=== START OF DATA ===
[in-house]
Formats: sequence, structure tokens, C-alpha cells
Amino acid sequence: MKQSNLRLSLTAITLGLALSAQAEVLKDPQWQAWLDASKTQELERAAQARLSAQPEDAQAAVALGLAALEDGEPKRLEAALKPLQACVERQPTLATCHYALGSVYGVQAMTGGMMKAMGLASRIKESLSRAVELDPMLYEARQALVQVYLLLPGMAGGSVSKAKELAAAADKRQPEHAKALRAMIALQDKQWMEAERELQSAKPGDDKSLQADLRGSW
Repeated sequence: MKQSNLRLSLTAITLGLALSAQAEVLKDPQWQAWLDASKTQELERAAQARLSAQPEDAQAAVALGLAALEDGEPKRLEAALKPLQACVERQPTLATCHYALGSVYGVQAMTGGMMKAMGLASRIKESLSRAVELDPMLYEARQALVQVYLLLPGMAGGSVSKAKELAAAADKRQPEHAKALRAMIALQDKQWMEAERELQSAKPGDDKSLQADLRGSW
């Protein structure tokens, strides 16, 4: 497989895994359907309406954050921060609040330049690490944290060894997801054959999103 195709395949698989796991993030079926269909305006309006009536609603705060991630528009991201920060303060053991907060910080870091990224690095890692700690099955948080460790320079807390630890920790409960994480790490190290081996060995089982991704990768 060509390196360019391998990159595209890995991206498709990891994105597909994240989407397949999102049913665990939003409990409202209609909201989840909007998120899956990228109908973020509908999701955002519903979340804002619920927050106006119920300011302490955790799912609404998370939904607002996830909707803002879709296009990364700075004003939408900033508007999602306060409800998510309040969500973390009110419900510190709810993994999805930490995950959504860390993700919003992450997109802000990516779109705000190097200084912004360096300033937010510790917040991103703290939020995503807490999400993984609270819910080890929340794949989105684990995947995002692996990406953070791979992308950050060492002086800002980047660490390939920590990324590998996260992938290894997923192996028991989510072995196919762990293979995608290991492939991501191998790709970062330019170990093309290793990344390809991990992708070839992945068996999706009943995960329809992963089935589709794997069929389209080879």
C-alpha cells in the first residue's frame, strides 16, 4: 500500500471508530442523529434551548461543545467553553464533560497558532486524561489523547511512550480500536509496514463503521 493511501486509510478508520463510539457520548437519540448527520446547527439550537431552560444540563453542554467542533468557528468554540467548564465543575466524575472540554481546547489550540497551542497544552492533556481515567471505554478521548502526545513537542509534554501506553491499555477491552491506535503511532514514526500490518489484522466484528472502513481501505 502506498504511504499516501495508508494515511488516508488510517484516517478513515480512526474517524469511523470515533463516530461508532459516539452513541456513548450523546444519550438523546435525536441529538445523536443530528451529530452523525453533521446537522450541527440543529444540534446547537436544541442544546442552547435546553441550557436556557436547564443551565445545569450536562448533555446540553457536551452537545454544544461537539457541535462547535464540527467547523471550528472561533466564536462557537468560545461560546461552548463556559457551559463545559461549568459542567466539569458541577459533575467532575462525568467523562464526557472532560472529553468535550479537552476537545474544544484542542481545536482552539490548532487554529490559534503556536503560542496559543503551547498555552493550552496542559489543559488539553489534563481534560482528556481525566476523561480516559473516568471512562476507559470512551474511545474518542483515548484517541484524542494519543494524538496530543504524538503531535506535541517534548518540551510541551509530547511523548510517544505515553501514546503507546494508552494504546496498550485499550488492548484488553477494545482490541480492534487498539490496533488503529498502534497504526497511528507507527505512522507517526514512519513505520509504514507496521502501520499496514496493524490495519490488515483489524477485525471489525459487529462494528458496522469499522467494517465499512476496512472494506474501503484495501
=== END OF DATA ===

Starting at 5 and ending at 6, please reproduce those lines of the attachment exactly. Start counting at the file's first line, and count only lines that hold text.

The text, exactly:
């Protein structure tokens, strides 16, 4: 497989895994359907309406954050921060609040330049690490944290060894997801054959999103 195709395949698989796991993030079926269909305006309006009536609603705060991630528009991201920060303060053991907060910080870091990224690095890692700690099955948080460790320079807390630890920790409960994480790490190290081996060995089982991704990768 060509390196360019391998990159595209890995991206498709990891994105597909994240989407397949999102049913665990939003409990409202209609909201989840909007998120899956990228109908973020509908999701955002519903979340804002619920927050106006119920300011302490955790799912609404998370939904607002996830909707803002879709296009990364700075004003939408900033508007999602306060409800998510309040969500973390009110419900510190709810993994999805930490995950959504860390993700919003992450997109802000990516779109705000190097200084912004360096300033937010510790917040991103703290939020995503807490999400993984609270819910080890929340794949989105684990995947995002692996990406953070791979992308950050060492002086800002980047660490390939920590990324590998996260992938290894997923192996028991989510072995196919762990293979995608290991492939991501191998790709970062330019170990093309290793990344390809991990992708070839992945068996999706009943995960329809992963089935589709794997069929389209080879």
C-alpha cells in the first residue's frame, strides 16, 4: 500500500471508530442523529434551548461543545467553553464533560497558532486524561489523547511512550480500536509496514463503521 493511501486509510478508520463510539457520548437519540448527520446547527439550537431552560444540563453542554467542533468557528468554540467548564465543575466524575472540554481546547489550540497551542497544552492533556481515567471505554478521548502526545513537542509534554501506553491499555477491552491506535503511532514514526500490518489484522466484528472502513481501505 502506498504511504499516501495508508494515511488516508488510517484516517478513515480512526474517524469511523470515533463516530461508532459516539452513541456513548450523546444519550438523546435525536441529538445523536443530528451529530452523525453533521446537522450541527440543529444540534446547537436544541442544546442552547435546553441550557436556557436547564443551565445545569450536562448533555446540553457536551452537545454544544461537539457541535462547535464540527467547523471550528472561533466564536462557537468560545461560546461552548463556559457551559463545559461549568459542567466539569458541577459533575467532575462525568467523562464526557472532560472529553468535550479537552476537545474544544484542542481545536482552539490548532487554529490559534503556536503560542496559543503551547498555552493550552496542559489543559488539553489534563481534560482528556481525566476523561480516559473516568471512562476507559470512551474511545474518542483515548484517541484524542494519543494524538496530543504524538503531535506535541517534548518540551510541551509530547511523548510517544505515553501514546503507546494508552494504546496498550485499550488492548484488553477494545482490541480492534487498539490496533488503529498502534497504526497511528507507527505512522507517526514512519513505520509504514507496521502501520499496514496493524490495519490488515483489524477485525471489525459487529462494528458496522469499522467494517465499512476496512472494506474501503484495501